Charles spent the rest of D-Day marching through France – very slowly – and the following day his company came across a mine. Charles was asked to take care of it.
“It was the first I’d dealt with during actual war and I was nervous,” he said. “I had to check all round, to make sure there were no booby-traps, before doing anything.
“All I had was my bayonet, to poke it with, and a pair of wire cutters if I was lucky. There was no safety gear, no protective uniform. Thankfully, it all worked out OK.”
It did not, however, work out OK for many of the men in Charles’ platoon. Indeed, he was promoted from private to sergeant just one week after the brutal D-Day landings.
At around the same time, Charles and his comrades were tasked with checking out a French chateau for explosives – after it was decided it might make an army HQ.
“I took about eight men and we spread out. All of a sudden, eight booby-traps were found in one room, three or four in another and one more in a toilet,” he said.
“We went out for a chat about strategy and then whoomph – we saw a big puff of smoke. A lance corporal, who had stayed inside, had set off one of the traps and died.
“We went in to find him and carried out his body. After that, we decided to blow up the chateau – as it was just too booby-trapped to be of any use to us.”
Fighting for land near a French village followed, which saw Charles and his squad come under fierce fire. The allies were told to “stop for no-one” until reaching their target.
“It was utter chaos,” he recalls. “There were German soldiers firing left and right of us. My colonel was killed by a mortar – just after he told me to bomb a Tiger tank.
“I managed to move a little further away with four other men but, as we sat down to discuss what to do, a big pair of boots stepped in front of me – a German officer.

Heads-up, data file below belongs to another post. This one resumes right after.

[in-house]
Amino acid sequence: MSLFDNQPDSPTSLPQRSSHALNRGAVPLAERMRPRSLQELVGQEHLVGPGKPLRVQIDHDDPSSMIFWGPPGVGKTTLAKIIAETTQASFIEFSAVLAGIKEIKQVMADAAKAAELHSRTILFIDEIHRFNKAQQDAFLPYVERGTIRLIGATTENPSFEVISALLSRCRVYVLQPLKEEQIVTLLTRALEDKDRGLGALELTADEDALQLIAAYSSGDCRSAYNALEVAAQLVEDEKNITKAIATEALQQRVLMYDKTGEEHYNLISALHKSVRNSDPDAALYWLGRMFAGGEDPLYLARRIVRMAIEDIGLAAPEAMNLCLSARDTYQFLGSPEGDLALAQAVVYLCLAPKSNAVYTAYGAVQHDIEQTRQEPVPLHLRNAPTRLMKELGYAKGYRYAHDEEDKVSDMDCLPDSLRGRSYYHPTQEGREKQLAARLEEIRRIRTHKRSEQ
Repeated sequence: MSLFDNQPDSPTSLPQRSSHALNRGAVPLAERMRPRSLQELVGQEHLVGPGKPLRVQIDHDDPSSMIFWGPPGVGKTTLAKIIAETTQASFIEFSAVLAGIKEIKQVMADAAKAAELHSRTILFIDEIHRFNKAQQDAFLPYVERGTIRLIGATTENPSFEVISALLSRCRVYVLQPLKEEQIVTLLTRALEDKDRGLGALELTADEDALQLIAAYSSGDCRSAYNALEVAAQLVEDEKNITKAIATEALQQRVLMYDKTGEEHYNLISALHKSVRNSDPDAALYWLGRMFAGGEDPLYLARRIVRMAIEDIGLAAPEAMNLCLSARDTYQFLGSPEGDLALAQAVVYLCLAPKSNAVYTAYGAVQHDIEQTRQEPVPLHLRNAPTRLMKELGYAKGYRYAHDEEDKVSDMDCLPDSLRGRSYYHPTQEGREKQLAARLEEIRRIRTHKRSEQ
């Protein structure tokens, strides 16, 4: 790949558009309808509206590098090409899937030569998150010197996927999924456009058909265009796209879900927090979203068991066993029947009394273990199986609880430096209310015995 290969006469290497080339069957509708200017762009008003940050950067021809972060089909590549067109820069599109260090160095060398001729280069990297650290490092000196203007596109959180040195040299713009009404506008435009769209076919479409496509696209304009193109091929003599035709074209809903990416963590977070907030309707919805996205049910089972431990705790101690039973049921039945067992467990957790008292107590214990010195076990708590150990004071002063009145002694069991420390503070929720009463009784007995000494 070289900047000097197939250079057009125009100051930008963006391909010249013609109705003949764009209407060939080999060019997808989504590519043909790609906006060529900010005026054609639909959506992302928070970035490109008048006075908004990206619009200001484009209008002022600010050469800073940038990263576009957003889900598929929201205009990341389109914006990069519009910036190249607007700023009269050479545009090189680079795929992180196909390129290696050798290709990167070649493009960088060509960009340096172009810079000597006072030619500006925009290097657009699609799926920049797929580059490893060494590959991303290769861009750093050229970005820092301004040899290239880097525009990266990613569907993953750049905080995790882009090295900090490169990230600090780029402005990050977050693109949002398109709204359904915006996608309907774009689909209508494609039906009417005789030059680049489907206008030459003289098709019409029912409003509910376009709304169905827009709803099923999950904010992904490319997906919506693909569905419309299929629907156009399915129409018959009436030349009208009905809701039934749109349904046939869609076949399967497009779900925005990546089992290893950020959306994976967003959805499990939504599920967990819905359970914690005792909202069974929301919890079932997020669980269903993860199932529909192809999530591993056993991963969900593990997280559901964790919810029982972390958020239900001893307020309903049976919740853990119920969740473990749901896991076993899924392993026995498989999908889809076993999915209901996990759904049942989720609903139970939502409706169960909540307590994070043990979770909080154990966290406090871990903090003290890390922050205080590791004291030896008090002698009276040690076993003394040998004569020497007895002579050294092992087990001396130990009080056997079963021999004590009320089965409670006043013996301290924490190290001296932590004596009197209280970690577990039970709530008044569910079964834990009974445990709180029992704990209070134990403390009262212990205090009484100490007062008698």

“He marched us to a wood about a mile away, where the Germans were dug in, and we spent the night there – sharing their rations. I remember their bread was awful!
“After a few hours, the officer said he was going on a recce. When he came back, he said we were surrounded by British allies – and that he had decided to surrender.”
Charles felt suspicious at first, as he feared he and his comrades might be shot. However, just a few hours later, he led the party of Germans to surrender – without even a gun.
“After I handed them over, I went over to the German officer and saluted him. I was told off for that later, but the man could have easily killed me at any time,” he said.
Charles’ war was, however, soon to be over anyway – but not before he saved a comrade after being called to a field which had been mined to stop Allied advances.
“All of a sudden, my officer called out that he was standing on a mine. I dug round him with my bayonet, and found he was on a wooden Schu mine,” he said.
“If the bomb had exploded, he would have at least lost his leg – but I would have lost my head! Luckily, we both escaped without any injuries that day.”
Charles spent the next few days and weeks lifting and securing enemy mines across Normandy until July 22, when a “big call came in.” It was to be his last.
“We were tasked with clearing an area filled with mines. We cleared all round it, then jumped into the back of a carrier – ready to leave. As it moved, it blew up,” he said.
“It had rolled over the one mine we hadn’t cleared. I was standing up at the time, and was thrown up into a tree like a spring. If I’d been sitting down, I’d have been killed.”
Charles was left covered in shrapnel wounds following the blast and ended up in hospital in the North East. While there, he met and fell in love with a local girl.
“I didn’t realise I was covered in blood and shrapnel at the time, and tried to pull one of the soldiers out of the carrier. His arm came off in my hands,” recalls Charles.
“The next I remember is medics giving me some treatment, and then waking up in Southampton. Nothing more.
“After that I was transferred to Dryburn to recuperate.
“My mother received three telegrams at the time. One said I was missing, the next that I’d been killed in action. She never believed it. The third said I was in hospital.”
Charles went on to spend time in Berlin before being de-mobbed. He then moved to Staffordshire with his new wife, but relocated to the North East after she became homesick.
A job at Timothy Whites & Taylors in Durham followed, until he eventually set up his own photographic business in Sunderland – which still trades in Maritime Street.
Today, 70 years after D-Day, Charles still suffers from his wartime wounds. Indeed, his body only pushed out the last of the shrapnel this year – through a thumb nail.
“I’m pleased I was at D-Day in a way, as I feel I was born for adventure – and I got that for nothing during the war,” said Charles, who now lives in the Herrington area.
“But I lost a great many friends during that time, and I’ll never forget them.
“I find it very emotional to return to Normandy – but these men should never be forgotten.”